But such logic fails to acknowledge that changing the rules of the game for women at the top only, while doing little to transform the rules that create a toxic environment for the many at the bottom, doesn’t challenge the system of exclusion in which sexual harassment thrives. NDAs are important, but they are not the single most important tool in the toolbox to force cultural change in the workplace. The majority of women harassed and assaulted over the years did not have NDAs and still did not feel safe speaking up. And when they did, they were not heard by the current political power structure.
Let me remind you that despite great progress, not all women at the top are allies of women working their way up or to those seen as not having enough influence. Instead some find it easier to become gatekeepers to those in power. After all, access to power is a monetized commodity in politics. The harassment is a cultural problem going on for way too long in NJ. It is not about one campaign.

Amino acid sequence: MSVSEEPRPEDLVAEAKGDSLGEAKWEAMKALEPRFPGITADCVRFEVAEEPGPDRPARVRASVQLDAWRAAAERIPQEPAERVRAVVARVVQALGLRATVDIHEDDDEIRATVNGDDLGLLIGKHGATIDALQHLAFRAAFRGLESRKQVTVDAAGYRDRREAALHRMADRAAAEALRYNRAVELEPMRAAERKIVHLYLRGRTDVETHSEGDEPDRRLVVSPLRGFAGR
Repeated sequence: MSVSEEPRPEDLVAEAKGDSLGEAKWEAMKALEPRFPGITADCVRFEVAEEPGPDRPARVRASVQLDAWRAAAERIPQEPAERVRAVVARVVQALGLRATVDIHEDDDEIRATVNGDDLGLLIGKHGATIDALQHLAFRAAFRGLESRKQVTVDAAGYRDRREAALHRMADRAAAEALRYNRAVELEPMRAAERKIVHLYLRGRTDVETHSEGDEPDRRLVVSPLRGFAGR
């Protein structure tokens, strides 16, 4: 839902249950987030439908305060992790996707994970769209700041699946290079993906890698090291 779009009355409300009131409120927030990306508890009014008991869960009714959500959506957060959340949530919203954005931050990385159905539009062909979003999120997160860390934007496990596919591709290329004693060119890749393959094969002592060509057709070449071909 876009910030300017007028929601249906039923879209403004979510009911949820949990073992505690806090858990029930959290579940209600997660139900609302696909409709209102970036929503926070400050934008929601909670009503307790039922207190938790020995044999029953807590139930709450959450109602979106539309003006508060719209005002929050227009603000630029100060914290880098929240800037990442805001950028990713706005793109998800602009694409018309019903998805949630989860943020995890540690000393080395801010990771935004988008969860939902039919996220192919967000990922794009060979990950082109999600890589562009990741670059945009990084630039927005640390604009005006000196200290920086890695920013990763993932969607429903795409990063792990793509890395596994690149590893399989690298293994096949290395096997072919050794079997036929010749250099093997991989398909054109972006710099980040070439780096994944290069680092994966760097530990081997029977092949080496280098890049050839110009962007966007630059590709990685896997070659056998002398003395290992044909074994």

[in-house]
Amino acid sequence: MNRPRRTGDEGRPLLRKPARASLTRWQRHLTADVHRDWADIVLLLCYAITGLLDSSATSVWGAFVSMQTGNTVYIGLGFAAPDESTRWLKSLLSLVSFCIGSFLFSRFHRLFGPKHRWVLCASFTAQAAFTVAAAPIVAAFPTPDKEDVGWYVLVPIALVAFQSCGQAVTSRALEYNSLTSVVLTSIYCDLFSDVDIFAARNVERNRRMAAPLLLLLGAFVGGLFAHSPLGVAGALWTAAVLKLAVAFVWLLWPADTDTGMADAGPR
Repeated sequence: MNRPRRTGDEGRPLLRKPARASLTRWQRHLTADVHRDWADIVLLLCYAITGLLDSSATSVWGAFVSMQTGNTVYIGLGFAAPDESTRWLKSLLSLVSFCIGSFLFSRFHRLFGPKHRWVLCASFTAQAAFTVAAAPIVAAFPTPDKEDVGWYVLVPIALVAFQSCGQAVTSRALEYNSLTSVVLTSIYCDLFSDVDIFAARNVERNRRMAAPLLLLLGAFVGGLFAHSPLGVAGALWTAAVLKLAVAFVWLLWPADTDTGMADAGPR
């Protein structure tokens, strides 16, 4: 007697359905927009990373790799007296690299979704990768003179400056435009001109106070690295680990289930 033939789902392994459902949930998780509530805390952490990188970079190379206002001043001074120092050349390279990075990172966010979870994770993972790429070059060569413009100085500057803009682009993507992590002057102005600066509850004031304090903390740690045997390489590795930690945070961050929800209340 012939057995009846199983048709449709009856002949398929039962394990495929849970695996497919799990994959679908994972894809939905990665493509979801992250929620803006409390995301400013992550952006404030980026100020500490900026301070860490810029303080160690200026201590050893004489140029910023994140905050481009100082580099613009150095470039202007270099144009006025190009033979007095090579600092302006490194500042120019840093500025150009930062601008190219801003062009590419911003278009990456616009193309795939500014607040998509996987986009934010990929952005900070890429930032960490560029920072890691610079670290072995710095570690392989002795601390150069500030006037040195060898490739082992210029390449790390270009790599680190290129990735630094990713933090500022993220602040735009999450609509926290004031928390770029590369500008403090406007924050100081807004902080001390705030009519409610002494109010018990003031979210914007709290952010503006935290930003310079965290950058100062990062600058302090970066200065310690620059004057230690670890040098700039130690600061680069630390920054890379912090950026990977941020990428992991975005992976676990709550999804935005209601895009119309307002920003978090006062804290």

In a 1989 article, Columbia and UCLA Law Professor Kimberlé Crenshaw wrote about the need to develop an “intersectional perspective on workplace sexual harassment and gender-based violence in any workplace.” According to Crenshaw, “the intersection of race and gender affect whose claims of harassment are believed…,” hence impacting how white women and women of color experience toxic culture differently even when they work in the same environment.
A toxic environment in politics is not a new phenomenon. Women advocates across all spectrums of age and ethnicities have complained about such toxic environments before—yet no one paid attention.
This toxic environment impacts women of color even more because we have very few women in elected office who can validate our grievances and provide a media platform for redress. I have written before about the concrete ceiling that holds Latina women back; it is known as the “boys-only” network of party leaders who demand compliance and loyalty.